CHICAGO — A new U.S. study suggests that the privacy curtains that separate care spaces in hospitals and clinics are frequently contaminated with potentially dangerous bacteria, according to a press release.
To avoid spreading these bacteria, which can include the dangerous "superbug" methicillin-resistant Staphylococcus aureus (MRSA), health care providers should make sure to wash their hands after routine contact with the curtains and before interacting with patients, the release stated.
According to the release, health care providers often touch these curtains after they have washed their hands and then proceed to touch the patient.
Members of the study took 180 swab cultures from 43 privacy curtains twice a week for three weeks, which were located in the medical and surgical intensive care units and on a medical ward of the University of Iowa Hospitals, the release noted.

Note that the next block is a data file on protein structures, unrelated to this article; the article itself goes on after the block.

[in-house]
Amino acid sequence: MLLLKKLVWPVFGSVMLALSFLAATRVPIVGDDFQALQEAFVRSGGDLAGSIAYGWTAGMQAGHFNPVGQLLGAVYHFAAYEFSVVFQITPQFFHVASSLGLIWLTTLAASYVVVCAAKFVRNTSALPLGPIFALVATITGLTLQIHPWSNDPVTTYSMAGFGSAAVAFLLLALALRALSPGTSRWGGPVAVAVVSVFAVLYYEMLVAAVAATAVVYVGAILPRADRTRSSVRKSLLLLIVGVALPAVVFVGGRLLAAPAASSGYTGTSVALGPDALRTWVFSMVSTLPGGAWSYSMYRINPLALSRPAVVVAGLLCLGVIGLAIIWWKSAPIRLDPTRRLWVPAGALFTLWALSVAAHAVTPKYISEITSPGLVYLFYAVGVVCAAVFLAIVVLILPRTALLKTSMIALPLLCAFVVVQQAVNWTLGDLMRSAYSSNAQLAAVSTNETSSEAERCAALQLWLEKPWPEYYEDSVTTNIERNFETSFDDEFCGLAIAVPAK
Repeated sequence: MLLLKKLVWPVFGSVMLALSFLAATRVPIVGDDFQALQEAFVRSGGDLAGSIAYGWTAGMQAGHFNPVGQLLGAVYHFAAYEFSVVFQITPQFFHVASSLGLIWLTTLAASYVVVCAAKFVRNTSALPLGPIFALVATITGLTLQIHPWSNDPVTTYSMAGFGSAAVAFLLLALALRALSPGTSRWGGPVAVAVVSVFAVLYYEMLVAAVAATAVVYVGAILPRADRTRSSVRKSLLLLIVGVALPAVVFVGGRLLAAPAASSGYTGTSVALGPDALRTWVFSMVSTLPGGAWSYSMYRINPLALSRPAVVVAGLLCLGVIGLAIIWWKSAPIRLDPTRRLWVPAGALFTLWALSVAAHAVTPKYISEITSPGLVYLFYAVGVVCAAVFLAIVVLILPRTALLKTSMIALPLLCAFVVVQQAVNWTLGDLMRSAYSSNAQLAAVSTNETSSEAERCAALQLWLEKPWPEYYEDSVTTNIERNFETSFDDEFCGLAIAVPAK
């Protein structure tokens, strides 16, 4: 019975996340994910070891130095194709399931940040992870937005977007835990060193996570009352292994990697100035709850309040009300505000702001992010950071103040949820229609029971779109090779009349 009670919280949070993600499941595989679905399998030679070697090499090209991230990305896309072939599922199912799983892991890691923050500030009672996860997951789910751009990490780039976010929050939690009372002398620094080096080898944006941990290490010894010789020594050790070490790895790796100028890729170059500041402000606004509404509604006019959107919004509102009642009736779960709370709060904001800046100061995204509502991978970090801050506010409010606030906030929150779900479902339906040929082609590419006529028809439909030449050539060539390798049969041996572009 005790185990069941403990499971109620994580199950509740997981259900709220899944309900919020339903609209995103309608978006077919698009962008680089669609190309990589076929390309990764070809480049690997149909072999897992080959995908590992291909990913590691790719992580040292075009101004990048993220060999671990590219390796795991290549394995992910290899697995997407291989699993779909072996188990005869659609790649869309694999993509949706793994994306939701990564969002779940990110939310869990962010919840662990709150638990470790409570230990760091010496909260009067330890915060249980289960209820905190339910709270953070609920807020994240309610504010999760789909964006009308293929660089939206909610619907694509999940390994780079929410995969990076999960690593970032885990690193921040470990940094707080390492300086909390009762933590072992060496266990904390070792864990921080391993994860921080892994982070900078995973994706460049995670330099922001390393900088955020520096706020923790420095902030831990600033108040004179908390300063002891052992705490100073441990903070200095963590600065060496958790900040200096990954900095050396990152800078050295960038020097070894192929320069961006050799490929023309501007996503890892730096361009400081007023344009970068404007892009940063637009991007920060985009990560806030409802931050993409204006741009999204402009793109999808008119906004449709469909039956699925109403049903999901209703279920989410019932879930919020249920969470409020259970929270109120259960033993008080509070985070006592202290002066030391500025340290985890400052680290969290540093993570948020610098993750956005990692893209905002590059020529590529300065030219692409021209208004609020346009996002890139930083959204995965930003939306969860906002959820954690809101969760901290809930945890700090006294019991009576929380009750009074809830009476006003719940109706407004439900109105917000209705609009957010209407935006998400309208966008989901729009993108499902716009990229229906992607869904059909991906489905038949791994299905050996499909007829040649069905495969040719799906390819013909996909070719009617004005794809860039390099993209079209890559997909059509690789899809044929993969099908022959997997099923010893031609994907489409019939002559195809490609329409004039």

Tests detected Staphylococcus aureus bacteria, including the especially dangerous MRSA, as well as various species of Enterococci, gut bacteria, some resistant to the newer antibiotic vancomycin, the release added.
"The vast majority of curtains showed contamination with potentially significant bacteria within a week for first being hung, and many were hanging for longer than three or four weeks," said Michael Ohl from the University of Iowa.
Click here to read the complete release.